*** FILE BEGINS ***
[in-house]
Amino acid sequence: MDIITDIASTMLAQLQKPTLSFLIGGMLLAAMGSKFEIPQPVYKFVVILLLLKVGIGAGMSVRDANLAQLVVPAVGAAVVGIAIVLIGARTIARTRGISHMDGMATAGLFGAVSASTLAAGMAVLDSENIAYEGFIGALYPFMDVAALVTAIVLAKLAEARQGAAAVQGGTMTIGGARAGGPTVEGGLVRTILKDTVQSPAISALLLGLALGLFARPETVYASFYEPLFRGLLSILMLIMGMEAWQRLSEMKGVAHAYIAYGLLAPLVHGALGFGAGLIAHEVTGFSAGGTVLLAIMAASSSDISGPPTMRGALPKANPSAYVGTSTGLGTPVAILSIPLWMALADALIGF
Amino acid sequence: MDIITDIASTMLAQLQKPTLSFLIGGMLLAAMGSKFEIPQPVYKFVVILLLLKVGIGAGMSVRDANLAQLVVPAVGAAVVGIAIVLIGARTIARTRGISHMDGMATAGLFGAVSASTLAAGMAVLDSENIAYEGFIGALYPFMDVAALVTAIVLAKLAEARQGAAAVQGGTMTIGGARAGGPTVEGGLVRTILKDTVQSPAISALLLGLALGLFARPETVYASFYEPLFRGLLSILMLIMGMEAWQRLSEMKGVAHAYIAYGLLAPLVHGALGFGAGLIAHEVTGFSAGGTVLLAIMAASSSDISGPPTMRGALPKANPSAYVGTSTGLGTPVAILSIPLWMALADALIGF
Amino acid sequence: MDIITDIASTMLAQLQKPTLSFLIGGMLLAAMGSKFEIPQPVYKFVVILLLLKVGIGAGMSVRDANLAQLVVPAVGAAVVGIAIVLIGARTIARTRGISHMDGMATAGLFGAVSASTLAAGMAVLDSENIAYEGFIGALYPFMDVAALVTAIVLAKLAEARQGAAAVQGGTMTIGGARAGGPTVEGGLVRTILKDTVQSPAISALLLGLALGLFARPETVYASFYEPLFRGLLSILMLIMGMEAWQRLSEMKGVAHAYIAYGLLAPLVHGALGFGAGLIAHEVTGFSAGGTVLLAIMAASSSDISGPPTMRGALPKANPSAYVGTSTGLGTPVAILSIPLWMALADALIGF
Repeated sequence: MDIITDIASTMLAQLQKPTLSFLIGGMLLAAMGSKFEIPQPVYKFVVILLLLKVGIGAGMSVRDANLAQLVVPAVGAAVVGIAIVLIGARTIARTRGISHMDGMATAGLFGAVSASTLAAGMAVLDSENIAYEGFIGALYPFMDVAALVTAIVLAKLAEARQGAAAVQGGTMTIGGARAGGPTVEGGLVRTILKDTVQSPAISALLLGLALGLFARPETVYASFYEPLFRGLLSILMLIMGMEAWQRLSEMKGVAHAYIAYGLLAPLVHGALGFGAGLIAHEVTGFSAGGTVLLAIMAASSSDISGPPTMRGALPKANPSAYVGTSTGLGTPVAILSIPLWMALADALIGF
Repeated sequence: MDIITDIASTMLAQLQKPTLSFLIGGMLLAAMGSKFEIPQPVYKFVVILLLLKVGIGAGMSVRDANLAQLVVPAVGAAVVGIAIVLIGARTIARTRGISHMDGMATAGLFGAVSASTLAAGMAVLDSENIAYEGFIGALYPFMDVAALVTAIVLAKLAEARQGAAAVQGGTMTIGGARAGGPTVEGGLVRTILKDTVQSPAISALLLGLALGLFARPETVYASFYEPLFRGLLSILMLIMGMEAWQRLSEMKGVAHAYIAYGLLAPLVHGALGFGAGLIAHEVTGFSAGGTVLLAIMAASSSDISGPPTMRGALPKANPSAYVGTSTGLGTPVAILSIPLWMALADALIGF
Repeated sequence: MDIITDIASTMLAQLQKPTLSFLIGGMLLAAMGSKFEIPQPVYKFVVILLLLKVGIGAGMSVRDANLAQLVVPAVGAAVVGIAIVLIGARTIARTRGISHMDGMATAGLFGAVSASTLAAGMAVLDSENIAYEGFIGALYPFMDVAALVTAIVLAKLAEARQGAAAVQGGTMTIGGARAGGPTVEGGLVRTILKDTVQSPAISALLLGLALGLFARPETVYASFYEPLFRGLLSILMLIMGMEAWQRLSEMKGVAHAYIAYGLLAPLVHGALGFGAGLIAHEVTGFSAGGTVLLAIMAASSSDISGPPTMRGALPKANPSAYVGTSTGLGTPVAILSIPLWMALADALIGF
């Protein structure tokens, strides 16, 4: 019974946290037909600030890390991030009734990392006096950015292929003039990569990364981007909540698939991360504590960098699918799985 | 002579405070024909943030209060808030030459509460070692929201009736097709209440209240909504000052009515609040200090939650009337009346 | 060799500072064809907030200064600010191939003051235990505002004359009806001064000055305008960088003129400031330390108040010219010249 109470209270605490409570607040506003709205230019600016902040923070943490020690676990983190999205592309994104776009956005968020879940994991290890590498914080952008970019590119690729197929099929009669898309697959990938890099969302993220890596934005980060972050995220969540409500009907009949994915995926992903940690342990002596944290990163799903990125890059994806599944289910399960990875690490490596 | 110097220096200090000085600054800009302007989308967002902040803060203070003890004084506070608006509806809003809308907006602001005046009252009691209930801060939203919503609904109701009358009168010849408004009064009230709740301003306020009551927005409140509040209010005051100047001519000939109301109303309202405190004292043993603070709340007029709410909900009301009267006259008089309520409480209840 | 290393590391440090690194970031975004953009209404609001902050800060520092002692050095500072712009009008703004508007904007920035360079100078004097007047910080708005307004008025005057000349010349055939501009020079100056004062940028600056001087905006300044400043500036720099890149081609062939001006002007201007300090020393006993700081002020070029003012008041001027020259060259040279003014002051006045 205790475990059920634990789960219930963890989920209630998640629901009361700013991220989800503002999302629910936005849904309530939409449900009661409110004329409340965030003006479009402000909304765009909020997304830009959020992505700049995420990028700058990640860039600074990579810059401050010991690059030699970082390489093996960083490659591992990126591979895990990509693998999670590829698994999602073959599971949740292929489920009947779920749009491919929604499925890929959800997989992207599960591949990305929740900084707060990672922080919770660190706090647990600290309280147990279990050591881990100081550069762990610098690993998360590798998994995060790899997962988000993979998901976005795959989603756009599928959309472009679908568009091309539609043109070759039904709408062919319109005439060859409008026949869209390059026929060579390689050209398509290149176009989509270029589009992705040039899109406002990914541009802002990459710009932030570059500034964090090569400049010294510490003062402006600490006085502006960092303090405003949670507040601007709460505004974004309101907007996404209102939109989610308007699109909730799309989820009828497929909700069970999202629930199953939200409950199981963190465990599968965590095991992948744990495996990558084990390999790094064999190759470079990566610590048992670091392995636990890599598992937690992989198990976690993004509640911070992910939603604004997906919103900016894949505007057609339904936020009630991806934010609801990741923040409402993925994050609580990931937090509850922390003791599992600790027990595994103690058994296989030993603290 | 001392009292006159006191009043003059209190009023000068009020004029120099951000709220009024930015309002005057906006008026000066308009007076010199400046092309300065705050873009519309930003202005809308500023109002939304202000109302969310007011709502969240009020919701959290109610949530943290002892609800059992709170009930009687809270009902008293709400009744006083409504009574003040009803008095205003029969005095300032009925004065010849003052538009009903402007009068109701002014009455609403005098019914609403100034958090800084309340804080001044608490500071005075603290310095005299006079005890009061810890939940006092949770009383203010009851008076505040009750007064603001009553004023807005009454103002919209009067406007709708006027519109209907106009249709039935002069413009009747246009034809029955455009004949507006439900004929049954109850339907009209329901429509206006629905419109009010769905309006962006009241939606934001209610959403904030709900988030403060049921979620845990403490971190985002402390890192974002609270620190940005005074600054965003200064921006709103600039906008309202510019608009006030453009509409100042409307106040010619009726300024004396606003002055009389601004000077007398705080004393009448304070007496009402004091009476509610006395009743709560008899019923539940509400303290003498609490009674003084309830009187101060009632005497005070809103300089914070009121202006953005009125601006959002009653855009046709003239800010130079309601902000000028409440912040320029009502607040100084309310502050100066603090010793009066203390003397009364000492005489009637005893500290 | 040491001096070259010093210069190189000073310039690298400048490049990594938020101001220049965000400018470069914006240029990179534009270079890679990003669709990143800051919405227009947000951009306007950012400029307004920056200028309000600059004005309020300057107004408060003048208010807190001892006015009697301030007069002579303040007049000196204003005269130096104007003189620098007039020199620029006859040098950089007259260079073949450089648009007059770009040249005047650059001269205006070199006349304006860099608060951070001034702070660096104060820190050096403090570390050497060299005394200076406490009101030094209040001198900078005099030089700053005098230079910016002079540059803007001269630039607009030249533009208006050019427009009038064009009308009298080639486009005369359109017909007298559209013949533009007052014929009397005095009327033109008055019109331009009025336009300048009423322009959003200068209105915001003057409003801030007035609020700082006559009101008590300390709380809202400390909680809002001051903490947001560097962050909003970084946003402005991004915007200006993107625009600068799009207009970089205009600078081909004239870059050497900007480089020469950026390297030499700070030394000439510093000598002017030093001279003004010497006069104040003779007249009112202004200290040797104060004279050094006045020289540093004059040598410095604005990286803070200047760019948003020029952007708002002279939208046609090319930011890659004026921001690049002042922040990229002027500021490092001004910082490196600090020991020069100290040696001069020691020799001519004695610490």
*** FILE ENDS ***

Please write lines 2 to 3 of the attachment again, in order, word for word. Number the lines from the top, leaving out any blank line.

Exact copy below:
Amino acid sequence: MDIITDIASTMLAQLQKPTLSFLIGGMLLAAMGSKFEIPQPVYKFVVILLLLKVGIGAGMSVRDANLAQLVVPAVGAAVVGIAIVLIGARTIARTRGISHMDGMATAGLFGAVSASTLAAGMAVLDSENIAYEGFIGALYPFMDVAALVTAIVLAKLAEARQGAAAVQGGTMTIGGARAGGPTVEGGLVRTILKDTVQSPAISALLLGLALGLFARPETVYASFYEPLFRGLLSILMLIMGMEAWQRLSEMKGVAHAYIAYGLLAPLVHGALGFGAGLIAHEVTGFSAGGTVLLAIMAASSSDISGPPTMRGALPKANPSAYVGTSTGLGTPVAILSIPLWMALADALIGF
Amino acid sequence: MDIITDIASTMLAQLQKPTLSFLIGGMLLAAMGSKFEIPQPVYKFVVILLLLKVGIGAGMSVRDANLAQLVVPAVGAAVVGIAIVLIGARTIARTRGISHMDGMATAGLFGAVSASTLAAGMAVLDSENIAYEGFIGALYPFMDVAALVTAIVLAKLAEARQGAAAVQGGTMTIGGARAGGPTVEGGLVRTILKDTVQSPAISALLLGLALGLFARPETVYASFYEPLFRGLLSILMLIMGMEAWQRLSEMKGVAHAYIAYGLLAPLVHGALGFGAGLIAHEVTGFSAGGTVLLAIMAASSSDISGPPTMRGALPKANPSAYVGTSTGLGTPVAILSIPLWMALADALIGF